Four Days in Belgrade
by David Fox
Belgrade [White City] was nearly destroyed after WWII and,
during the time of Tito, it was rebuilt to look as it does today.
Since the Socialist era, the town has been modern and has built
up culture, museums, and interest groups that still function today.
Our hostel was on the north end of the old city near the Kalemegdan Fortress. It’s worth it to go to the Military Museum,
but at the same price, the Ethnographic Museum is only one
room. Your choice. Expect to pay about 30-50 percent more
since you are in one of the biggest cities of the Balkans. Belgrade is a nice change along the Danube River. Supposedly,
there is a ferry tour of the river everyday for 2.50 euros, though
we didn’t venture on the water.
Another option when you arrive is to take a Whistle Stop Bus
Tour by the major monuments so you can get your bearings.
Number 41 is the route that makes a big square from near the
fortress to the parliament building to the bombsites—be careful taking pictures from this area down to Tito’s grave and back
Kalemegden fortress in Belgrade
The best thing you can do for yourself is to find an information
booth, marked with the symbol i. Souvenirs are also reasonably priced here. Close to Republic Square is the Knez Mihailova walking and shopping district. We had dinner at the
Orao Pizzarija to celebrate the end of the first day in Serbia.
Turquoise Water and Sea Urchins:
Exploring in Budva, Montenegro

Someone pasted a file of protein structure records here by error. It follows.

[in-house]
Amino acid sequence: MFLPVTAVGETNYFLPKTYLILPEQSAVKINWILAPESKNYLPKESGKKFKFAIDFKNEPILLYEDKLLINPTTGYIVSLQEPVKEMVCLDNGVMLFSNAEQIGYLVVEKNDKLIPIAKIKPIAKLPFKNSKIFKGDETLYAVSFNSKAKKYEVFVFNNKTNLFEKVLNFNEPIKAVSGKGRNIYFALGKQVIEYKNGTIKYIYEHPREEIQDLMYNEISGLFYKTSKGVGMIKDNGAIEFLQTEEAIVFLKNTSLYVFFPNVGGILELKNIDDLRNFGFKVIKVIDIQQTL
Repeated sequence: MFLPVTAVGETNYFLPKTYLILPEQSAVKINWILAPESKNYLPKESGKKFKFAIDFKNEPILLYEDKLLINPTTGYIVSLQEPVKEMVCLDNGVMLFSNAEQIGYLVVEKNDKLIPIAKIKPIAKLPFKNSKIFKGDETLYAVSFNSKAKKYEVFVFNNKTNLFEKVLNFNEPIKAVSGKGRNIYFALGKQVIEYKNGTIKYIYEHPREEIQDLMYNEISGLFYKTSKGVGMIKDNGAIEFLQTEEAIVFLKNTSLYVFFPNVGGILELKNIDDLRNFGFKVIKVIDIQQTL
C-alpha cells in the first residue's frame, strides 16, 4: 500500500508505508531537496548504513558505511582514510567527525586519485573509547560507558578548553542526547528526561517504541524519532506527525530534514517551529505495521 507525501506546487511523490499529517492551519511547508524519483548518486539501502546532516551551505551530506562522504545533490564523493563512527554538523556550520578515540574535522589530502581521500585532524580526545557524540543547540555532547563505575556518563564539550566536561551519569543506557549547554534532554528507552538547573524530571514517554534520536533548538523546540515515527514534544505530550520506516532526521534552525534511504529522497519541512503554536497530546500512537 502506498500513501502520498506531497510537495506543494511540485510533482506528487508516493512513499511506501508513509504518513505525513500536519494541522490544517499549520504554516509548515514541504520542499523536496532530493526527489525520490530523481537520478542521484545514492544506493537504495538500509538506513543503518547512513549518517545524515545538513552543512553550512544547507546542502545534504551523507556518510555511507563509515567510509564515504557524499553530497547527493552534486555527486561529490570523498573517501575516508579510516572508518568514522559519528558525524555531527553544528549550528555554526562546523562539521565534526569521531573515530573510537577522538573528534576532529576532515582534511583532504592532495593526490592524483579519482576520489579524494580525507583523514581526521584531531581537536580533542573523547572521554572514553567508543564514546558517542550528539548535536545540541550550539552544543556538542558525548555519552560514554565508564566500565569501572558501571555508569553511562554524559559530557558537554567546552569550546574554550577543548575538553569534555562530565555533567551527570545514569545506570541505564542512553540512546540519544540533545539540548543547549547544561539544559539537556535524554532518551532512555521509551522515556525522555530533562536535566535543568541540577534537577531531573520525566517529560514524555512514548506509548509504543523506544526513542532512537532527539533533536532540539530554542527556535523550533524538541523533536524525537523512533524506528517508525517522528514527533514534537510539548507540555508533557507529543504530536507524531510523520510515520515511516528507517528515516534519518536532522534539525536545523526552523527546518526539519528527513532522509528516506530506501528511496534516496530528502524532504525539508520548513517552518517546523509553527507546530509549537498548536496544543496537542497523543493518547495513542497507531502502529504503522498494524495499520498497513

by Todd Shealy
Getting to Budva is usually an overnight trip. You can take a bus from Skopje
to Podgorica, Montenegro’s capital. From there you can catch one of the frequent buses to Budva.
My friend and I stayed at the Hippo Hostel (www.hostelworld.com) in August
2007. Other than a water restriction, our stay was typical of hostelling. The staff
was friendly and recommended where to go and what to see.
We spent a couple of afternoons on the beaches and spent some time walking
the beach at Budva
around the Budva Old City. If you have time, it’s possible to take one-day excursions to the cities of St. Steven and Kotor, and even Dubrovnik.
We took a water taxi out to St. Steven, an island connected by a short jetty. From the docks at Budva, the ride was about 45 minutes. On this
part of the Adriatic, the beaches themselves are a bit narrower, and the sand ranges from big grains to small stones. What you miss in terms
of a “strand,” you make up for in the quality of water—clear and turquoise blue, amazing. For one of the beaches, we had to pay one euro to
enter, but most are public.
At St. Steven, there was a path overlooking a section where rocks descend to meet the sea. I just had to try the water. The rocks were a little
sharp getting in, but I didn’t think much of it. The next day, however, I had some spots on the bottom of my right foot and it hurt all day. I realized I had stepped on a sea urchin. I know this because the next day when I was swimming with my goggles I saw urchins everywhere among
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